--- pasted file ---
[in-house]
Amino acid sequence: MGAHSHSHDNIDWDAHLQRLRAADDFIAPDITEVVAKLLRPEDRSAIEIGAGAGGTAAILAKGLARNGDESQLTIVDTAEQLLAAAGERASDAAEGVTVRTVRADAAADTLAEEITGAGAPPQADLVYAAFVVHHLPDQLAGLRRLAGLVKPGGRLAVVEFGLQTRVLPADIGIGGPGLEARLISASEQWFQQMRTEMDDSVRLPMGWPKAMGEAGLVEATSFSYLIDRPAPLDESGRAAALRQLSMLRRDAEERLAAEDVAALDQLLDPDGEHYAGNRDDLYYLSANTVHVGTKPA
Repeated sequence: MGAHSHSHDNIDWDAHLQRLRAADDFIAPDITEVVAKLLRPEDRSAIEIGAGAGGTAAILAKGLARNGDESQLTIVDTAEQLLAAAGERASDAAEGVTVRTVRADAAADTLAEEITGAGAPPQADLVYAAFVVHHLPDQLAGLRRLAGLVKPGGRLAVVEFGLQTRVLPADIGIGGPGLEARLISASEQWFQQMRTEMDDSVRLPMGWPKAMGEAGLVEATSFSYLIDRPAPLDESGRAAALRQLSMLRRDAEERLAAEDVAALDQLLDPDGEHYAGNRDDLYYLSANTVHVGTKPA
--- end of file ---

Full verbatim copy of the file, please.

[in-house]
Amino acid sequence: MGAHSHSHDNIDWDAHLQRLRAADDFIAPDITEVVAKLLRPEDRSAIEIGAGAGGTAAILAKGLARNGDESQLTIVDTAEQLLAAAGERASDAAEGVTVRTVRADAAADTLAEEITGAGAPPQADLVYAAFVVHHLPDQLAGLRRLAGLVKPGGRLAVVEFGLQTRVLPADIGIGGPGLEARLISASEQWFQQMRTEMDDSVRLPMGWPKAMGEAGLVEATSFSYLIDRPAPLDESGRAAALRQLSMLRRDAEERLAAEDVAALDQLLDPDGEHYAGNRDDLYYLSANTVHVGTKPA
Repeated sequence: MGAHSHSHDNIDWDAHLQRLRAADDFIAPDITEVVAKLLRPEDRSAIEIGAGAGGTAAILAKGLARNGDESQLTIVDTAEQLLAAAGERASDAAEGVTVRTVRADAAADTLAEEITGAGAPPQADLVYAAFVVHHLPDQLAGLRRLAGLVKPGGRLAVVEFGLQTRVLPADIGIGGPGLEARLISASEQWFQQMRTEMDDSVRLPMGWPKAMGEAGLVEATSFSYLIDRPAPLDESGRAAALRQLSMLRRDAEERLAAEDVAALDQLLDPDGEHYAGNRDDLYYLSANTVHVGTKPA